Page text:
CEDAR HILLS – A former police officer in Utah is honoring the officer killed in Thousand Oaks shooting saying he was the “most professional officer” he had worked with.
When he first heard that a sheriff’s deputy was killed in the shooting, Christopher Williams from Cedar Hills was worried that the officer was someone he used to work with. His worst fears were confirmed, later.
“When I got to work, I saw it on TV and I just dropped,” Williams says.
Williams worked closely with Helus when they were both deputies with the Ventura County Sheriff’s Office. He says they even were partnered together on patrol duty for several years, and they became close friends.
“I helped him move. He helped me move. We went to each other’s weddings,” he adds.
Williams says his former colleague was constantly learning how to be a better officer, and there was nothing Helus couldn’t do.
“He was a range master, meaning, he taught people how to shoot at the range. He was a Swat officer for a while. He worked narcotics, for a while,” adding, “I’ve worked with officers from many departments and at many different levels and Ron was a master at what he did. He excelled at everything.”
Williams says he isn’t surprised Helus died a hero, as he was always the kind of officer who would run into a potentially dangerous situation.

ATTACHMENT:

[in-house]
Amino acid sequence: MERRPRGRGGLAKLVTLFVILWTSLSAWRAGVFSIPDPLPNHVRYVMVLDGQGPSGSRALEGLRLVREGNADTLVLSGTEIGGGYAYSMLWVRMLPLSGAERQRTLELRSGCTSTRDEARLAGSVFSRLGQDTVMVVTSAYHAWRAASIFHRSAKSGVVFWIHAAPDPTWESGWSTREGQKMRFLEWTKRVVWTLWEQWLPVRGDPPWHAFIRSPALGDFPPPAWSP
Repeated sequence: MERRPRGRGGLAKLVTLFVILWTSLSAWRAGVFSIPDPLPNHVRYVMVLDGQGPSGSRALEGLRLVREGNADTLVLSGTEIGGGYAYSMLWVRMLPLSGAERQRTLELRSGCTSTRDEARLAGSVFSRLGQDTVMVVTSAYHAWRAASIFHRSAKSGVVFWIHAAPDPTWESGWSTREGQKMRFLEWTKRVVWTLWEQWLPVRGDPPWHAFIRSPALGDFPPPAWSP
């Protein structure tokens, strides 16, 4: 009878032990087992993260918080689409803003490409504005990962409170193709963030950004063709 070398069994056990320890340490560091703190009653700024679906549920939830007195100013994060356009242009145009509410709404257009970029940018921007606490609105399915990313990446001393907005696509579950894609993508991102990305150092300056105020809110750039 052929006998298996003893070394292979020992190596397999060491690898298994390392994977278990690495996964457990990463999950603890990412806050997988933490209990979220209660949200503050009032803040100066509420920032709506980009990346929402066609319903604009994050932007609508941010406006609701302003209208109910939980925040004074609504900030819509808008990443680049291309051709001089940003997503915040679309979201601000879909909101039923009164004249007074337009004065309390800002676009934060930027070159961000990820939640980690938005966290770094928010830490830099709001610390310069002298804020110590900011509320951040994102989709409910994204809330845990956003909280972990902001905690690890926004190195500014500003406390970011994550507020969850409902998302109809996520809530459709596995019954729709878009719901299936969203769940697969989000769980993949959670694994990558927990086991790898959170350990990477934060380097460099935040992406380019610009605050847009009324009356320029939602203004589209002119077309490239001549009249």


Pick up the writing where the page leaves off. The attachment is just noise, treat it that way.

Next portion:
“I knew Ron wouldn’t hesitate to help,” Williams says.
Today’s Top Stories
- 47-year-old mother of four graduates top of her class at UVU College of Science
- Utah actor and producer discusses addiction recovery
- Convicted killer of UHP trooper up for parole
- 2 Capitol Police officers suspended for their alleged roles in riot
- 2 Utah families bonded after organ donation saved man’s life
- Church leaders break ground for the Auckland New Zealand Temple
- Police identify man killed in Sandy auto-pedestrian accident
- Burgess Owens in Washington for orientation for Utah’s 4th district
- Officers escort a fallen deputy’s wife across the stage at her graduation
- NWSL players now have the option to remain in the locker room during the National Anthem